Whether you’re educating yourself on popular dishes before heading out to your favorite Middle Eastern restaurant, or preparing a Lebanese-inspired feast for family and friends at home, these blogs are sure to get your stomach growling and your mouth watering. Though the internet is populated with hundreds – if not thousands – of blogs specializing in Mediterranean and Middle Eastern foods, we believe the following best capture the essence of the Middle Eastern-foodie culture:
Taste of Beirut. Blog of longtime photographer and recipe-developer Joumana Accad, Taste of Beirut has hundreds of authentic Lebanese recipes paired with beautifully-detailed foodie-inspired photography. The blog itself is simply constructed and easy to navigate; selections are divided into four categories – salads, salty, sweets, drinks – and each dish is conveniently labeled with difficulty levels and preparation times. To lend authority to Accad’s culinary prowess, Taste of Beirut‘s recipes also appear in a cookbook published under the same name, and she has recently launched a well-produced cooking blogisode on her website.
Dirty Kitchen Secrets. Though the name may sound scandalous, Dirty Kitchen Secrets is a perfect blogging experience for the entire family, from easily-distracted children to computer-illiterate grandparents. One of the best-curated blogs on the internet – foodie or otherwise – DKS is the passion-publication of Bethany Kehdy, a Texas-born Lebanese-American with a background in the culinary arts and ten lifetimes’ worth of cultural experience to back up her plethora of phenomenal Lebanese-inspired recipes. Not only has Kehdy’s book, Pomegranates & Pine Nuts, quickly become a best-seller among traditional Lebanese and Persian recipe books, but her work has also been featured in nationally-distributed magazines Conde Nast Traveller: Food & Travel Magazine, Bon Appetit, and Delicious Magazine, and on shows like the BBC’s Good Food Middle East, Fatafeat, and Athens News.
midEATS. Founded by Egyptian-Americans Brenda Abdelall and Hebah Saleh who created the site “not only to teach the world how to cook Middle Eastern food, but more importantly, to show others how to enjoy the cooking process,” midEATS is chock-full of delightful stories about Middle Eastern culture, articles on Arabic traditions and ingredients, and allergy-free adaptations of age-old Middle Eastern classics. Visitors to the site will find navigating the well-organized the A-Z recipe list a breeze, and the blog’s News section offers interesting tidbits on how Middle Eastern food relates to the international community.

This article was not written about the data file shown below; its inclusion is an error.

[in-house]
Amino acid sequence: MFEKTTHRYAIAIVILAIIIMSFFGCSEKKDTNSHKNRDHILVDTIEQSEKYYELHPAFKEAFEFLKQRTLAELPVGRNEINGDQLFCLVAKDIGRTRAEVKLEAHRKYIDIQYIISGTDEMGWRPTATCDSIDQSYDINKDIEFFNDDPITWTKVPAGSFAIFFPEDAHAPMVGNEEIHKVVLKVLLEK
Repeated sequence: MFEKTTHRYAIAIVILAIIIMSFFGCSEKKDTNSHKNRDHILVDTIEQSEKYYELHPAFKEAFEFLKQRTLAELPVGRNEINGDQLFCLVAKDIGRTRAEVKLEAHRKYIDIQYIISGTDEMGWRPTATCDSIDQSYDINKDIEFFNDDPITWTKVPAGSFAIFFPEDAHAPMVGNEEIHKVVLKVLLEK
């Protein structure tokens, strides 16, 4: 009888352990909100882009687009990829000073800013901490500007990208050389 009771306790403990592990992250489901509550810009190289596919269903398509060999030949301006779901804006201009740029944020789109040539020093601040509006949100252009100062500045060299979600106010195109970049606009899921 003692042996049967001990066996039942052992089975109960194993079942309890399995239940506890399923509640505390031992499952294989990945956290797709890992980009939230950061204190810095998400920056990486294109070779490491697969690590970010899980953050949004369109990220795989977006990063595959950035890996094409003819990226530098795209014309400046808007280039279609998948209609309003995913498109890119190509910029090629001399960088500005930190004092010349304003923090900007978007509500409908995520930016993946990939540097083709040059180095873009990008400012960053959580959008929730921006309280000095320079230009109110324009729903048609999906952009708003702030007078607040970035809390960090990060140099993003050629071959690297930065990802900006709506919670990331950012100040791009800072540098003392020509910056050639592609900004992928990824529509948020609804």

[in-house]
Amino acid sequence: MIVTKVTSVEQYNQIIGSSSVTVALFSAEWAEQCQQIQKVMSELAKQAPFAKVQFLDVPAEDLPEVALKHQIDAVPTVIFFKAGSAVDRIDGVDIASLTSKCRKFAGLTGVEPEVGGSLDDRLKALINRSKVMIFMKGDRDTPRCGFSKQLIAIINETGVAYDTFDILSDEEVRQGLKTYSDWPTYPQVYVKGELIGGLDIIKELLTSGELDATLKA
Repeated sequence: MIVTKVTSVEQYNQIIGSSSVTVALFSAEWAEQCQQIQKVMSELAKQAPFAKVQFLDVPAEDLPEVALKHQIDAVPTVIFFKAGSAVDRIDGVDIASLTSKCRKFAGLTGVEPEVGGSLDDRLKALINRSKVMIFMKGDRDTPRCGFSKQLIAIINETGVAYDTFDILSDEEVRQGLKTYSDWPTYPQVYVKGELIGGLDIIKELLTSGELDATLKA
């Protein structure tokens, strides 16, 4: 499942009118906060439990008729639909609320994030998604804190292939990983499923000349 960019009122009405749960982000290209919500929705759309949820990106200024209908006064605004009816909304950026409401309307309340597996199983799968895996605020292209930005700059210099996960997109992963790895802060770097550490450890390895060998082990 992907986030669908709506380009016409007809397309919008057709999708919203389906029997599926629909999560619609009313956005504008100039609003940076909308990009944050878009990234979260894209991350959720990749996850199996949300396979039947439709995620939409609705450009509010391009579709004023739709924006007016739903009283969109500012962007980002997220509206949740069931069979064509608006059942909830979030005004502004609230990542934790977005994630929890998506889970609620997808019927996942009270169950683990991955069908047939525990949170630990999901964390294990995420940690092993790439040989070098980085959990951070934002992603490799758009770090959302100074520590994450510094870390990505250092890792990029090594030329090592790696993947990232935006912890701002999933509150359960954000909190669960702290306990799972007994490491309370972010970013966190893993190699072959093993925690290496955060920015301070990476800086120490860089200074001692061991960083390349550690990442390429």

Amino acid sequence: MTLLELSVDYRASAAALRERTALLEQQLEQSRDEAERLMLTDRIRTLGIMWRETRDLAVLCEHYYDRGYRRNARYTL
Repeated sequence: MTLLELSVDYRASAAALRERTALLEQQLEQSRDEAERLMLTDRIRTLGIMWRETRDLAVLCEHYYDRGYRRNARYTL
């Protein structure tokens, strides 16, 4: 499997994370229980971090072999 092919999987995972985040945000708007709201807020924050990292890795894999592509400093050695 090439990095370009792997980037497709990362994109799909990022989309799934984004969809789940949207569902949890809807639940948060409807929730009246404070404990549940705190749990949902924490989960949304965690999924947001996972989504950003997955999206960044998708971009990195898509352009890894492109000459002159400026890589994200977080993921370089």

Anissa Helou. Though less a recipe blog and more a dynamic overview of Middle Eastern culture, no best-of-list of Middle Eastern blogs would be complete without including the endlessly fascinating Anissa Helou. WIth a handful of books on Middle Eastern cuisine and culture in print and regular appearances on English, Arabic, and French radio and television programs – Helou is fluent in all three languages – it’s not difficult to see why Arabian Business magazine named her one of the “100 Most Powerful Arab Women” in 2013. Foodies looking for an endless supply of recipes might balk at her website’s meager selection, but we guarantee that reading through her blog’s well-crafted stories will not be time ill-spent.
Tumeric and Saffron. Curated by first-generation Iranian immigrant Azita, Tumeric and Saffron is a charming blog brimming over with passionate authenticity. Not one to devote much effort to design or aesthetics, Azita nonetheless wins over visitors with her endearing personal anecdotes conveyed in slightly-broken English; patrons of the site will actually feel like they’ve stumbled into a Middle Easterners kitchen, and what the website lacks in beauty it makes up for in heart. Apparently, we aren’t the only ones that didn’t mind the blog’s clumsy layout; Tumeric and Saffron has appeared in The Guardian, Buzzfeed, Huffington Post, Pop Sugar, The Smithsonian, and also on NPR. And if all this wasn’t reason enough to adore her, Azita’s entire blog is dedicated to her mother, who passed away in 2008.